The Devil’s Cauldron Trail is an extra 45-minute hike that you can do on its own as an add-on to the circular walk. 

It’s at the end of the trail, near the Devil’s Cauldron Car Park.

It has been closed in recent months, but it’s worth doing the add-on when it’s open! 

When to visit Lydford Gorge

Lydford Gorge is beautiful throughout the seasons. In spring, look out for wildflowers, with the scent of wild garlic wafting through the air.

In the summer, enjoy the green leaves on the oak trees, which turn all of the colours of a sunset in autumn. 

There’s usually essential maintenance over winter, which means that you can access some of it, but don’t pass through any locked gates. 

The gorge isn’t safe in particularly heavy rain and will shut in wet weather, so do check the forecast before you travel! 

A beautiful shot of the river at Lydford gorge winding through two mossy banks. There are trees in the background.

Where to park at Lydford Gorge 

There are two parking spots at Lydford Gorge; the Waterfall Car Park and the Devil’s Cauldron Car Park. 

Overnight parking is not permitted. 

Lydford Gorge FAQs

How long is the walk around Lydford Gorge?

It depends on which one you do! It’ll probably take you between 30 minutes to nearly four hours. 

What is the entrance fee for Lydford Gorge? 

It costs £10.00 for adult entry to Lydford Gorge, £5.00 for child entry and £25.00 for a family (if you’re a one-adult family, it costs £15.00.

Can you get into Lydford Gorge without paying? 

If you become a National Trust member, you don’t need to pay the fee to enter Lydford Gorge. We got in for free by doing this!

You can read my National Trust membership review here, or click the button below to go to the website.

Otherwise, you do have to pay to see Lydford Gorge.

By paying, you are helping protect nature and preserve history for generations. 

Small rapids at Lydford Gorge. There are rocks underneath the rapids and branches strewn along the top.

Is Lydford Gorge dog-friendly? 

Yes, dogs are more than welcome at Lydford Gorge!

However, anyone visiting with a dog is asked to keep them on a short lead. This is to ensure the safety of your dog, yourself and other hikers. 

Is the walk accessible? 

Unfortunatley, the circular walking trail of Lydford Gorge isn’t accessible at all, due to many steep sections and slippery paths.

The hike to Whitelady Waterfall is a bit easier, but it’s still not completely accessible. 

However, the flat railway path is much easier for people with walking difficulties to hike on; although it isn’t wheelchair accessible.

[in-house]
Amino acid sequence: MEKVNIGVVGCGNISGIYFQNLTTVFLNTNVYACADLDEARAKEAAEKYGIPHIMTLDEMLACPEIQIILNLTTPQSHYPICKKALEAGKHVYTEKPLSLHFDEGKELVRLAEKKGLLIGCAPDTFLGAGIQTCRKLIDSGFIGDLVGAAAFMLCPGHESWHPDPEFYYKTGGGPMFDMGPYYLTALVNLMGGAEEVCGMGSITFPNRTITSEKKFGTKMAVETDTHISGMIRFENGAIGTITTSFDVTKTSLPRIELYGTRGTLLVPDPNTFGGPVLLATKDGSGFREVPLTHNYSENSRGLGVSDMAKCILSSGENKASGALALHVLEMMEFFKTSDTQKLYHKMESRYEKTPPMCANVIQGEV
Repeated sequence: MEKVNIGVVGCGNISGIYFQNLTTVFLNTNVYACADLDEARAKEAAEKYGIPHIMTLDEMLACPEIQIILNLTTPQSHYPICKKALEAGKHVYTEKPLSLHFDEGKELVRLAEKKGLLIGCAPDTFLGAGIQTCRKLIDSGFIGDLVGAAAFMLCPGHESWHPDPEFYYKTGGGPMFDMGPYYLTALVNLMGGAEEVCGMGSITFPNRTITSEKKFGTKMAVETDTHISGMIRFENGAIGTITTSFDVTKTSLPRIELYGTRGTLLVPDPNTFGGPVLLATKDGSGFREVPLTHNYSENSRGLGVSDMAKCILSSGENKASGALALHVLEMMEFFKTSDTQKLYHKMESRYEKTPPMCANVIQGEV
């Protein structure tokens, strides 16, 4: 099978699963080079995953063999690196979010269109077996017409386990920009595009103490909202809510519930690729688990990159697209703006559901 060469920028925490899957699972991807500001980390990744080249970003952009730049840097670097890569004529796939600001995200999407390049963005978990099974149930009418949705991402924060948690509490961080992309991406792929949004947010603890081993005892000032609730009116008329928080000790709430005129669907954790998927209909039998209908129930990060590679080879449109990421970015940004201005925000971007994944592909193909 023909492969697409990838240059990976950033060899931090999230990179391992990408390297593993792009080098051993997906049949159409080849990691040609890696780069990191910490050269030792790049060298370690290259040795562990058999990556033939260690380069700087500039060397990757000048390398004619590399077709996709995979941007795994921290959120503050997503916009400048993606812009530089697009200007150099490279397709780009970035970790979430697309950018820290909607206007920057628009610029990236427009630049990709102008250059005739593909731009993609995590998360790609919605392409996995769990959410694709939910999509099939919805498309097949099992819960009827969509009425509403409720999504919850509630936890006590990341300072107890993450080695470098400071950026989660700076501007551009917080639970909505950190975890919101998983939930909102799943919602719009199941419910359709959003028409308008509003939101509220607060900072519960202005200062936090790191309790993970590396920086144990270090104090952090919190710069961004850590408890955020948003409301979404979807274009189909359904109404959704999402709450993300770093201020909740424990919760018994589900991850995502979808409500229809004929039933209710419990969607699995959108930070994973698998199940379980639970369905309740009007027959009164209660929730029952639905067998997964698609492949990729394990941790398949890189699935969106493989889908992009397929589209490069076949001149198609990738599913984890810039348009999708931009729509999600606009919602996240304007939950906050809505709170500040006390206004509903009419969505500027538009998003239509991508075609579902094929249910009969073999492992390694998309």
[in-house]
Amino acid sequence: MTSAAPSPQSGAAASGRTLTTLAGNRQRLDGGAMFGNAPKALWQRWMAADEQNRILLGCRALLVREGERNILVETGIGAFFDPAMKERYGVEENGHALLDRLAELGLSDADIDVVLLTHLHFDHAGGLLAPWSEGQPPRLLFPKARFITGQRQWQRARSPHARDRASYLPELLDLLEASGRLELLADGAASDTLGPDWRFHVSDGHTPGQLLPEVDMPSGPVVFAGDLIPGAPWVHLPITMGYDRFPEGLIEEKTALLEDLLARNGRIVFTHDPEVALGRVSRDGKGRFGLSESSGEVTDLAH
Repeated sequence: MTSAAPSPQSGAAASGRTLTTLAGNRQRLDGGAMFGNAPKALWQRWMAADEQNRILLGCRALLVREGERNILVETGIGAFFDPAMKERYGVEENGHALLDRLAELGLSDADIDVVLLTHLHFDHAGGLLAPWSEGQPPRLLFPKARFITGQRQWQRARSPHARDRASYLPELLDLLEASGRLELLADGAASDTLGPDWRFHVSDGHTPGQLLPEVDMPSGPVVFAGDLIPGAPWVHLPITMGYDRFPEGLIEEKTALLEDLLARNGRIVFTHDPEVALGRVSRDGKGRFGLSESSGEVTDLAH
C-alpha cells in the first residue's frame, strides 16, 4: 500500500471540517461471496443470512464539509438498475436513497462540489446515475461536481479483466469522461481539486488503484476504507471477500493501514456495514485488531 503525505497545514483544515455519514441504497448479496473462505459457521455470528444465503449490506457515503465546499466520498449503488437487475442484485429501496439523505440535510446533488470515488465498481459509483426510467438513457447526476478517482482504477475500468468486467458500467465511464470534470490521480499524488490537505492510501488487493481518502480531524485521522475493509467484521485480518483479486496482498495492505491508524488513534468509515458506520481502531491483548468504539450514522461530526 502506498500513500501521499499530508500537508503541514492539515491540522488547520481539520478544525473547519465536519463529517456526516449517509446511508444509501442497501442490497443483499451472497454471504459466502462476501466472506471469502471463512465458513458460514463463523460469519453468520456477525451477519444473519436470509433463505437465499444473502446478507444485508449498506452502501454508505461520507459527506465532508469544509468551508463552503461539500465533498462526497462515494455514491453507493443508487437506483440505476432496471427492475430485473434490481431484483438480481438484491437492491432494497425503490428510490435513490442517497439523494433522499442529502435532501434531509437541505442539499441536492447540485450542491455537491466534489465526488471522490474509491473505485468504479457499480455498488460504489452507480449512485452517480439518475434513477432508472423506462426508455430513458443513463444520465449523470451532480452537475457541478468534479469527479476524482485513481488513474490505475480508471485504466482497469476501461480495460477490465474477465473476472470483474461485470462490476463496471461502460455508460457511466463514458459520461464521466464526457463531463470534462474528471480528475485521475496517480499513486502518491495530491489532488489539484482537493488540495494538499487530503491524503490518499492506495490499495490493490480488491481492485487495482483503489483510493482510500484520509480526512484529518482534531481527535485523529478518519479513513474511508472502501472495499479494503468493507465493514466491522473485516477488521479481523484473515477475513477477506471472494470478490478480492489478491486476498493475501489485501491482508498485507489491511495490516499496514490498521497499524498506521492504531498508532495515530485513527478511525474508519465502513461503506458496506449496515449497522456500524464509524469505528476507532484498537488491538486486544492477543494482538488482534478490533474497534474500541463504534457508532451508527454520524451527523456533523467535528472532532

Can you swim at Lydford Gorge? 

Swimming isn’t permitted at Lydford Gorge because the water isn’t safe.

It can be very tempting on a hot day, but the National Trust asks you to refrain – entering the water could be putting yourselves and others’ safety at risk. 

A river in Lyford Gorge, the deepest in England. There are trees and plants around the gorge.

Are there toilet and shower facilities at Lydford Gorge?

There are toilets but no shower facilities. The accessible toilet is available when the tea room is open.

Are there refreshments available for Lydford Gorge? 

Yes, but be sure to use the Devil’s Cauldron entrance for refreshments – this is where the tea room is located. It’s usually open in the summer, but it’s limited in the winter. 

Things to do near Lydford Gorge

Girl sitting on a bench by a granite wall. There are beautiful fields in the background
View from Brent Tor church

There are so many things to do in the area around Lydford Gorge!

  • After visiting Lydford Gorge, I recommend heading into Lydford village, where you can see the iconic Lydford Castle. This was a medieval castle that turned into a notorious prison, the site of many harsh punishments for rule-breakers. 
  • Aside from Lydford Castle, the village has a Norman fortification, a couple of pubs and a historic church. 
  • Just down the road in Okehampton, you can explore Okehampton Castle and the Museum of Dartmoor Life
  • Or, visit the beautiful market town of Tavistock, which has historic buildings and fascinating cafe culture. 
  • Brent Tor Church is also nearby, which is a beautiful and unique spot to visit in Dartmoor. You’ll enjoy panoramic views over the west of the national park!
Ruins of Okehampton Castle
The ruins of Okehampton Castle